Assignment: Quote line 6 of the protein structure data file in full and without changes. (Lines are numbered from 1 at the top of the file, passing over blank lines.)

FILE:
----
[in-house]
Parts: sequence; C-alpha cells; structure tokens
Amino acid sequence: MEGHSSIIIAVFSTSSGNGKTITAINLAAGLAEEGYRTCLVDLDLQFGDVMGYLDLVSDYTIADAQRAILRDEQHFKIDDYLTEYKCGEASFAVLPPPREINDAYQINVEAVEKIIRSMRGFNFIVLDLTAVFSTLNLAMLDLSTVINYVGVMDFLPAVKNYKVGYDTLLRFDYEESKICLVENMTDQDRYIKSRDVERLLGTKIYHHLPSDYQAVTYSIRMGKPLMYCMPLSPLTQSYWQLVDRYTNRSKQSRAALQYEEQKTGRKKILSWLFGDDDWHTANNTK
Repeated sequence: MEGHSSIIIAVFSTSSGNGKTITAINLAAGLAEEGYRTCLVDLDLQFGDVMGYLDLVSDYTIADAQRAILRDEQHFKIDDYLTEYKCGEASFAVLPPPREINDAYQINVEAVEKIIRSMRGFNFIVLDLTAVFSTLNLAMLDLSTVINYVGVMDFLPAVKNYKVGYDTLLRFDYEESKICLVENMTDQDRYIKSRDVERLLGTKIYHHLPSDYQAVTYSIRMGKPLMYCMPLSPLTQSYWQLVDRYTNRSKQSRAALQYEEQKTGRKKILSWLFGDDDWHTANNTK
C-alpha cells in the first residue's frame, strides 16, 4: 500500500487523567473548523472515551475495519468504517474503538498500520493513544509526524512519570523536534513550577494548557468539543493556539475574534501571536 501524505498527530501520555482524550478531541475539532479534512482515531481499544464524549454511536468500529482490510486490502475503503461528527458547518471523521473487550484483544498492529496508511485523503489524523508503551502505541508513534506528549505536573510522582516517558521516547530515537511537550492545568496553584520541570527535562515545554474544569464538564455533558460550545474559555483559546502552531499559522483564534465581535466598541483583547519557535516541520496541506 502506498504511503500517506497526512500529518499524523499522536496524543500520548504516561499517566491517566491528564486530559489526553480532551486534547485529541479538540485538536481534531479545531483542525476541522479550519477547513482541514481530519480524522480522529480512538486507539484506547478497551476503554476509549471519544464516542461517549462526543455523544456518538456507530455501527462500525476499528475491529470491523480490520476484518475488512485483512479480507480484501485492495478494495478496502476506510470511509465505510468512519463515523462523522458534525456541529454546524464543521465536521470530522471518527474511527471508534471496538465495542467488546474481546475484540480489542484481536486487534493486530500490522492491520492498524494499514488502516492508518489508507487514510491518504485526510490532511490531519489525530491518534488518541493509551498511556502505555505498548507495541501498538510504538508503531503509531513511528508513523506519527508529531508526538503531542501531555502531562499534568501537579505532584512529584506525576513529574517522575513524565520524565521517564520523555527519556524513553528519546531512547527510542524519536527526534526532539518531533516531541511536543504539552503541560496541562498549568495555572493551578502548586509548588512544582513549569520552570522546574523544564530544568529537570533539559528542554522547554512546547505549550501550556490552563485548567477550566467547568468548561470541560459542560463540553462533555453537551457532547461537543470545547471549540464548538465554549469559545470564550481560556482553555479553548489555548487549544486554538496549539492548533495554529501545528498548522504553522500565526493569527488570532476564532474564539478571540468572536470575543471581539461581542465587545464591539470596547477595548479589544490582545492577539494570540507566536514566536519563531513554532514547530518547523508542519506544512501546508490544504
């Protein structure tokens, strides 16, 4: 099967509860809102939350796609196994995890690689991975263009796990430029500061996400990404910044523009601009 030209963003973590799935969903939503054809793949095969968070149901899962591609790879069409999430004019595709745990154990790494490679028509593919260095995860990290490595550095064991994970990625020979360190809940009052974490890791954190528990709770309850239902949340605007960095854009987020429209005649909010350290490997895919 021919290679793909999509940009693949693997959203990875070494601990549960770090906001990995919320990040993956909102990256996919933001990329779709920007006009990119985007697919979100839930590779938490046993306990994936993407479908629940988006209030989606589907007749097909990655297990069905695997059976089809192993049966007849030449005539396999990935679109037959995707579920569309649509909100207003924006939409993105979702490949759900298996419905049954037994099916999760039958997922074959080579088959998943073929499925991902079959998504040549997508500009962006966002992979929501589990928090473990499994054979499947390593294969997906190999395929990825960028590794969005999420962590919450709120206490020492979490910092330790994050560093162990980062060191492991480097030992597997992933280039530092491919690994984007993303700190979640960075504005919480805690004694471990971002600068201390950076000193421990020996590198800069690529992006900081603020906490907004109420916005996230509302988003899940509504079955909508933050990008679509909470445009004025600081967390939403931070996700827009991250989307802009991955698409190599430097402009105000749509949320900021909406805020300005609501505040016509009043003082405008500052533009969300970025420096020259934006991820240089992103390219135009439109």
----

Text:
């Protein structure tokens, strides 16, 4: 099967509860809102939350796609196994995890690689991975263009796990430029500061996400990404910044523009601009 030209963003973590799935969903939503054809793949095969968070149901899962591609790879069409999430004019595709745990154990790494490679028509593919260095995860990290490595550095064991994970990625020979360190809940009052974490890791954190528990709770309850239902949340605007960095854009987020429209005649909010350290490997895919 021919290679793909999509940009693949693997959203990875070494601990549960770090906001990995919320990040993956909102990256996919933001990329779709920007006009990119985007697919979100839930590779938490046993306990994936993407479908629940988006209030989606589907007749097909990655297990069905695997059976089809192993049966007849030449005539396999990935679109037959995707579920569309649509909100207003924006939409993105979702490949759900298996419905049954037994099916999760039958997922074959080579088959998943073929499925991902079959998504040549997508500009962006966002992979929501589990928090473990499994054979499947390593294969997906190999395929990825960028590794969005999420962590919450709120206490020492979490910092330790994050560093162990980062060191492991480097030992597997992933280039530092491919690994984007993303700190979640960075504005919480805690004694471990971002600068201390950076000193421990020996590198800069690529992006900081603020906490907004109420916005996230509302988003899940509504079955909508933050990008679509909470445009004025600081967390939403931070996700827009991250989307802009991955698409190599430097402009105000749509949320900021909406805020300005609501505040016509009043003082405008500052533009969300970025420096020259934006991820240089992103390219135009439109």